Neither the White House nor Bannon’s attorney responded to TPM’s requests for comment.

Read the full Schiff statement below:

“This week, Steve Bannon’s counsel informed the Committee that the White House continues to prohibit Mr. Bannon from testifying to the Committee beyond a set of fourteen yes-or-no questions the White House had pre-approved. The White House’s bar on Bannon’s testimony covers matters during the transition, his tenure at the White House, and his communications with the President since leaving government service, even though the President has not in fact invoked executive privilege.

“This is unacceptable, and the Committee remains united on this matter – the Committee’s subpoena remains in effect and his interview has been rescheduled for next week. Testifying before the Special Counsel does not obviate Mr. Bannon’s obligations under the subpoena issued by the Committee. Should Bannon maintain his refusal to return and testify fully to all questions, the Committee should begin contempt proceedings to compel his testimony.”

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Days after a widely debunked GOP intelligence memo attacking the FBI became public, the House Intelligence Committee voted unanimously Monday to release a Democratic rebuttal to the Republican memo, sending it over to the White House for President Trump to approve of its publication.

“The majority found themselves in an insupportable position when they released a misleading memo and refused to release the Democratic response,” Rep. Adam Schiff (D-CA), the top Democrat on the committee, told reporters after the closed-door vote. “I think they were compelled to take the action they took today. And we think this will be very useful information for the American people to see.”

Democrats had claimed that the Republican memo, which alleged FBI misconduct in its Russia investigation, was misleading, and thus sought to assemble its own report based on the underlying intelligence that they say will add needed context.

Republicans on the Intel Committee last week blocked a Democratic move to release both memos at the same time, but had signaled that they were open to releasing the Dem memo once it went through the same process of classification review that the Republican memo did.

An open question is whether Trump will greenlight the Democratic memo the way he rubber stamped the Republican memo.

Rep. Mike Conaway (R-TX), a Republican who has been a leader of the Russia probe, said he was in favor Trump releasing the memo, while other Republicans on the committee were less committal one way or the other.

Earlier Monday, Trump tweeted the Democratic ranking member Rep. Adam Schiff had “illegally leak[ed] confidential information,” which some took as a hint that the President did not approve of the Dems’ memo’s release.

He has not read Schiff’s memo yet. Before he had read the Republican memo, however, he was picked up on a hot mic telling a lawmaker he “100 percent” supported its release. The Republican memo was written by staff of House Intel Chairman Devin Nunes, based on classified intelligence material the Justice Department turned over to the committee.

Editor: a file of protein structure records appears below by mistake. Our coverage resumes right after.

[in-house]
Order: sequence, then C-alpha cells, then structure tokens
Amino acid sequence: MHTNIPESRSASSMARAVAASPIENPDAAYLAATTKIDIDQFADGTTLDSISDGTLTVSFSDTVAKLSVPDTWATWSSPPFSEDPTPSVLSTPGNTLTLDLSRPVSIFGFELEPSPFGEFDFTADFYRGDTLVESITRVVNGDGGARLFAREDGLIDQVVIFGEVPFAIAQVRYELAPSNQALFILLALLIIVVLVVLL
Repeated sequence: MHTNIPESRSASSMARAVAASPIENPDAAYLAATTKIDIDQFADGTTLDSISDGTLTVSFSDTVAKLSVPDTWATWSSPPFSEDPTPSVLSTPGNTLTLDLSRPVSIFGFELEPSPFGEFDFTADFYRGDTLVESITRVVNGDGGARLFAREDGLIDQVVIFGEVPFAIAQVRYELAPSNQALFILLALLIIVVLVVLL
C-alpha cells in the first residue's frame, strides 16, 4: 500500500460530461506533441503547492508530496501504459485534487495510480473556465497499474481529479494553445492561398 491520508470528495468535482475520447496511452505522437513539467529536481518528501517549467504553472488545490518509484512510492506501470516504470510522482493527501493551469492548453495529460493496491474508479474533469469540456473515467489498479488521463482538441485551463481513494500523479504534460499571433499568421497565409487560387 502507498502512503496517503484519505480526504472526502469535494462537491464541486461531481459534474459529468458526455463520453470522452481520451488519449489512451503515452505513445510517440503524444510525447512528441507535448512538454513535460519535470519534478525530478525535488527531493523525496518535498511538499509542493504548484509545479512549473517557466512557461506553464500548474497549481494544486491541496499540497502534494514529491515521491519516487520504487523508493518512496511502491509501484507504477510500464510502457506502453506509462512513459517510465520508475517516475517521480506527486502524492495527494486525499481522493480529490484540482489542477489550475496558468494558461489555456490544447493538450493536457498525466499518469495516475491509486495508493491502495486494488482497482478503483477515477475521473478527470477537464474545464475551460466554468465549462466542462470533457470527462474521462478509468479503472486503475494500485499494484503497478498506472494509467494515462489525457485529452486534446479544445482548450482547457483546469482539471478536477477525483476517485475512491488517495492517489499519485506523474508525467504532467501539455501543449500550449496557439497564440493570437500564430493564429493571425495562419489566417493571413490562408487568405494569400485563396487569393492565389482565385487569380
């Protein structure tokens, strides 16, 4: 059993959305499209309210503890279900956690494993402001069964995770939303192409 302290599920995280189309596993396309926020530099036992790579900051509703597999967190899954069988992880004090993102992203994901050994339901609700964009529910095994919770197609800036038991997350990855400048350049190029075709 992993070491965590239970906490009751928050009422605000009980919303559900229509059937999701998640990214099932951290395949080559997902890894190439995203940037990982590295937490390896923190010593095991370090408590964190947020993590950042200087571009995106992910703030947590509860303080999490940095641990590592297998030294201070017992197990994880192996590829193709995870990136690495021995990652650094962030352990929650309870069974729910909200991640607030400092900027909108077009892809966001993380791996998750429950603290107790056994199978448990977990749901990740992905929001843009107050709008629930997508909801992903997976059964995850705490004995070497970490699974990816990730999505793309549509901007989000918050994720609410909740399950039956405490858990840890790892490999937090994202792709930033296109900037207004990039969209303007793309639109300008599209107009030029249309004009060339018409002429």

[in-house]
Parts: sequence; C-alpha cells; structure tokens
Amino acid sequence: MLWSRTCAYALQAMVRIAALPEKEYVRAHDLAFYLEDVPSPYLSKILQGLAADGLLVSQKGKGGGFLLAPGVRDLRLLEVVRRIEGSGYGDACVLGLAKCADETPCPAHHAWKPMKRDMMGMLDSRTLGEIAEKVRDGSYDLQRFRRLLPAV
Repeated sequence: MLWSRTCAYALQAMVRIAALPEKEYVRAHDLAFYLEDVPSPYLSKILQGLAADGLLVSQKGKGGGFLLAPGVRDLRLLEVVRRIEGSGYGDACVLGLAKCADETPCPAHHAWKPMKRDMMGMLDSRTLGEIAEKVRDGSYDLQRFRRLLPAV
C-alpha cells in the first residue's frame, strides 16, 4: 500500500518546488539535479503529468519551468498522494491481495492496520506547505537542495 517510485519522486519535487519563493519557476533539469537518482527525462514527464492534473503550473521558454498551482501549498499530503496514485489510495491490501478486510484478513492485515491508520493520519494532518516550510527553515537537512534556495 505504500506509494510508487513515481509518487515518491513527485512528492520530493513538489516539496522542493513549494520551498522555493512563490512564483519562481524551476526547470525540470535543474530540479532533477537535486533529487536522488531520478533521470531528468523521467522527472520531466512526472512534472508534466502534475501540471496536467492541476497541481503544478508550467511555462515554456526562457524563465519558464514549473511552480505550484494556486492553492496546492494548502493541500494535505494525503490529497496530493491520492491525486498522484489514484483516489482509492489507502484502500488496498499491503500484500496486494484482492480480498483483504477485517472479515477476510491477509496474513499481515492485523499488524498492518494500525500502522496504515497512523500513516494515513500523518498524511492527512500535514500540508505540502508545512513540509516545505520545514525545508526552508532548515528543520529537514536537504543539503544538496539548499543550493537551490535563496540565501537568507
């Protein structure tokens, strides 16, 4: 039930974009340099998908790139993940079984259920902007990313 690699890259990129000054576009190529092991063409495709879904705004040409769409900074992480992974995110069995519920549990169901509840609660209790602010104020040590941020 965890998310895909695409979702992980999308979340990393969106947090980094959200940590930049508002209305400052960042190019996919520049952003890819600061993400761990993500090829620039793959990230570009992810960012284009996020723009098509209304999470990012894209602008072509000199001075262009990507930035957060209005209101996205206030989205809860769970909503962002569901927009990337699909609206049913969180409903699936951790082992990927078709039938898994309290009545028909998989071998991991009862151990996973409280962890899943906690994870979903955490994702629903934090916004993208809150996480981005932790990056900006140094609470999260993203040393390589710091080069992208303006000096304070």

Republicans on this and other committees have amped up their attacks of the FBI, as Special Counsel Robert Mueller’s Russia investigation appears have been gaining traction and has already resulted in charges brought against four people associated with Trump or his campaign.

Schiff also said during Monday’s committee meeting, Nunes was asked again, as he was last week, about any coordination with the White House in their push to release the memo. Schiff said Nunes avoided answering the question directly and instead read a “very lawyerly” written response, “saying that the White House had not been involved in the actual drafting of the memo.”

“But in terms of whether it was coordinated with the White House, they were consulted or strategized, the whole concept, he refused to answer those questions,” Schiff said

Republicans have sworn that their memo was not an effort to undermine Mueller, but Trump himself undercut that point by tweeting that it “vindicates” him.

The dueling memos represented an unprecedented politicization of classified intelligence material, and particularly the FISA process by which the U.S. government seeks warrants to surveil U.S. citizens through a highly secretive court.

Prior to the Republican memo’s release, the Justice Department and the FBI very publicly objected to the publication of it. Schiff on Monday said the Democrats had already provided for the Justice Department their memo, and that they welcomed the Department’s vetting to protect sources and methods.

However, Schiff said that that he would also be seeking an explanation for any redactions made at the next step of the process, in case the White House seeks to include redactions for “political purposes.”

The Republican memo alleged that the FBI misled the FISA judge — or possibly, multiple FISA judges — by failing to fully describe who was behind the financing of research by ex-British spy Christopher Steele that they said was an “essential” part of the warrant to surveil Carter Page, a former advisor on the  Trump campaign. Steele’s research was funded by the DNC and the Clinton campaign through intermediaries.